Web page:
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A generational split on health benefits is being led by Millennials
There are major differences in how Millennial workers and their older Generation X and Baby Boomer colleagues view and use health benefits, new research shows.
"It's important for employers to understand differences in generational cohorts to better adapt to a changing workforce," said Paul Fronstin, co-author of
an analysis published in April by the nonprofit Employee Benefit Research Institute (EBRI).
According to EBRI's report, based on a survey of over 2,000 adults with health insurance, Millennials:
Satisfaction with Health Plan Choices(Percentage Extremely or Very Satisfied)
Source: EBRI/Greenwald & Associates, Consumer Engagement in Health Care Survey(click on chart to view in separate window)
Receptive to Health Plan Options
Though Millennial-inspired benefit advice often focuses on ancillary options such as student loan repayment, maternal and paternal leave, and commuter benefits, a competitive health plan remains the top benefit to attract Millennial workers, said Alex Tolbert, CEO of Bernard Health, a health benefits consultancy based in Nashville, Tenn.
One in three Millennials has turned down a job in part because of poor insurance offerings, according to findings in
a survey by Anthem, a provider of health and disability plans.
"The important thing for employers who have a majority of younger, Millennial workers to know is that these employees will be more receptive to different types of health coverage than their more experienced counterparts," Tolbert said.
Given the trend toward higher deductibles, "employers have the opportunity to shape Millennial attitudes on health insurance, and with effective communication, offering HSA-eligible plans alongside traditional co-pay plans can significantly reduce costs," he noted. Healthy Millennials also "may prefer to fund their HSA than buy [higher premium] comprehensive coverage they don't expect to use."
[SHRM members-only toolkit:
Managing Organizational Communication]
"Money can be a huge cause of stress," leading to a range of health issues, said Mike Wozny, president of Anthem Life Insurance Co. “That’s why it is important to recognize financial planning as a part of a comprehensive, integrated health care plan.”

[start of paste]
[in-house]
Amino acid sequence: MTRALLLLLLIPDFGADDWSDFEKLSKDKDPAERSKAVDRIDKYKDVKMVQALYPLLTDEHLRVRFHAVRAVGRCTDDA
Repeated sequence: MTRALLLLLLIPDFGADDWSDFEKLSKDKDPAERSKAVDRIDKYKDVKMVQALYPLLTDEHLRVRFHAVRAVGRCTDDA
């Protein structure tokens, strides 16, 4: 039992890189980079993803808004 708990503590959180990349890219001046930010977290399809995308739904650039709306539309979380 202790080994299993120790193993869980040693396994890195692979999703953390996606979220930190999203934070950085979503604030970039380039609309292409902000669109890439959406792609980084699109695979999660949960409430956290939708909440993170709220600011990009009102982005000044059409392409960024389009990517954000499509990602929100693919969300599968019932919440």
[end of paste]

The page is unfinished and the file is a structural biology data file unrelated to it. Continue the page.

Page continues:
"Many Millennials definitely have traits and experiences that could serve them well when it comes to planning their finances," which includes managing health care costs, said Dennis Notchick, a certified financial planner with Safeguard Investment Advisory Group in San Diego. For example, "Many Millennials are good about creating budgets" and tracking their monthly expenses, having come of age during the Great Recession and the tepid economy that followed.
The fact they grew up in a time of fast-developing technology and are quick to adapt to the changes also gives them an advantage, Notchick said, including using apps on their phones—"a domain they're comfortable with"—to compare health care providers' quality ratings and comparative costs for nonemergency care.
Five communication techniques to reach and motivate Millennials about their health benefits were suggested by Jessica Gonchar, a Seattle-based communications specialist at Milliman, a benefits consulting and actuary firm. She is also a Millennial worker:
"Millennials want and need communication that is personalized, convenient, mobile-friendly so we can engage with it when and where we want, compelling so we know why it's important, and formatted in an interesting way," Gonchar said.
Related SHRM Article:
Employees Still Can't Find Out How Much Health Providers Charge,
SHRM Online Benefits, April 2017
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